Michael Li, a voting rights attorney at the Brennan Center for Justice at New York University School of Law, adds: “None of the civil rights groups that routinely bring Section 2 claims around the country have been hankering for this change.”
Still, in its letter to the Census Bureau, the Justice Department argues that citizenship data collected through the census, which is conducted with every household in the U.S., would be more comprehensive than the data from the American Community Survey’s smaller sample of participants.
“I think the Justice Department is right in saying that they need accurate small-area statistics for certain voting rights cases, especially on citizenship,” says Thompson, a former Census Bureau director.
But he adds that he finds it “strange” that the Justice Department’s request did not acknowledge the potential risks from adding a citizenship question.
“It could very well introduce a large undercount of the non-citizen population, but I don’t think anyone knows that,” Thompson says. “But if I were making decisions, before I would put it on the census, I would want to know that.”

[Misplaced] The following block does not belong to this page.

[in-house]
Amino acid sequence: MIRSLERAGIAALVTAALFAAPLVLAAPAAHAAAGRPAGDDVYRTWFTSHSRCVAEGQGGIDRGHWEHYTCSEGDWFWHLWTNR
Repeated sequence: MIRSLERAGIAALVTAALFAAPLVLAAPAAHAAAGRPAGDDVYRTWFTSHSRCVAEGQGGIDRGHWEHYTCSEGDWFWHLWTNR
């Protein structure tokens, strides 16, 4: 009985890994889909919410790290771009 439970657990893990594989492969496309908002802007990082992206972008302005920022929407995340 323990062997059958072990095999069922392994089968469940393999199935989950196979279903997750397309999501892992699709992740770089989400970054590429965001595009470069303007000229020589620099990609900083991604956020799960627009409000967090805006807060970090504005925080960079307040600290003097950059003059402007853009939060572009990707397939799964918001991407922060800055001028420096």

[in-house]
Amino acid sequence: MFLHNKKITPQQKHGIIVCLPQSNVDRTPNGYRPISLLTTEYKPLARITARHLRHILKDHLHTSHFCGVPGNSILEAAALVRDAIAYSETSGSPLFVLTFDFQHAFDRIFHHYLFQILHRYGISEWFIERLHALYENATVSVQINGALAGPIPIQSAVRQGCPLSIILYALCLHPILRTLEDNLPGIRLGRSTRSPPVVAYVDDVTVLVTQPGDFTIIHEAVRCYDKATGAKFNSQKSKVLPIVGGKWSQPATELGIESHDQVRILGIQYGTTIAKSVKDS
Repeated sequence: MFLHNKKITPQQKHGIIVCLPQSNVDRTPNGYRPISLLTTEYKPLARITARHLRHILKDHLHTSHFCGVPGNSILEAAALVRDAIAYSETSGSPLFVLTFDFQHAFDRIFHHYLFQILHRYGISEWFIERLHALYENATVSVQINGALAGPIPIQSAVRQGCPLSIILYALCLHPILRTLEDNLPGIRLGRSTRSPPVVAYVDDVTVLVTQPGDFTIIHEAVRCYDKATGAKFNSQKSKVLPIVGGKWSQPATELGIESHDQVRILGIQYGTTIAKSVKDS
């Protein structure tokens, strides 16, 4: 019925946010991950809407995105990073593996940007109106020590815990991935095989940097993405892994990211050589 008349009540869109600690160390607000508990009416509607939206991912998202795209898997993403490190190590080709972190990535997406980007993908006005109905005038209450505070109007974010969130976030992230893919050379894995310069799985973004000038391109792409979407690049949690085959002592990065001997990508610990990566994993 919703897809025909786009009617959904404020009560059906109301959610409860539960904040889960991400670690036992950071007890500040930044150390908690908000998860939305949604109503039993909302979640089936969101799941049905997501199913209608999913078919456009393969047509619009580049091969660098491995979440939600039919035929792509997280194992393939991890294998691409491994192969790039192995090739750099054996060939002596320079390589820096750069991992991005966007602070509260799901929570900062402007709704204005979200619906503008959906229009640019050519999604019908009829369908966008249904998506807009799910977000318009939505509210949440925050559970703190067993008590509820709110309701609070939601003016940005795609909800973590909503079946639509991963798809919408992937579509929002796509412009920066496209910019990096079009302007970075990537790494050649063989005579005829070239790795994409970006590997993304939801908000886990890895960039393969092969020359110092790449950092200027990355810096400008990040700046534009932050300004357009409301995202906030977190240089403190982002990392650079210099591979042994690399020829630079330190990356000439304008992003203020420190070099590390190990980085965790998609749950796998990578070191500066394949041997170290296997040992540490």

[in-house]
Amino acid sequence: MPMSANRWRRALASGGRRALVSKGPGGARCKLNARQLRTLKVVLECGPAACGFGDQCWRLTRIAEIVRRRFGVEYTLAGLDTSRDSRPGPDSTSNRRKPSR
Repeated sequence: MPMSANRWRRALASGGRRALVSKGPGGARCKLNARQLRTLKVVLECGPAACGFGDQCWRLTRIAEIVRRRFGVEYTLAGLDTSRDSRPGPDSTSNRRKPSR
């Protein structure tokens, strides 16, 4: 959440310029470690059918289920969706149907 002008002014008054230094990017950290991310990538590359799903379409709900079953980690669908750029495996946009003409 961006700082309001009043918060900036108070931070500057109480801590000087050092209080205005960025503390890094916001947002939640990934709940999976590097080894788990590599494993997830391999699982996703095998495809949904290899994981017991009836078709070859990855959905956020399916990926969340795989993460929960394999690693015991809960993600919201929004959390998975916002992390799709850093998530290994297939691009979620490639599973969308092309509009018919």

Asked if there’s any opportunity to know that at this point through research, he replied: “I don’t think so.”
There are more than two years until the next Census Day, which is scheduled for April 1, 2020. But the bureau faces a strict timeline until then to prepare for the count. After it submits all of the 2020 census questions to Congress by the end of March, it is set to roll out the only field test of those questions beginning in April in Providence, R.I.
If the Census Bureau does not include a citizenship question in its upcoming report to Congress, federal law does give Secretary Ross some wiggle room. Before the upcoming headcount begins, he can submit a separate report to add the question if he “finds new circumstances exist which necessitate” the change.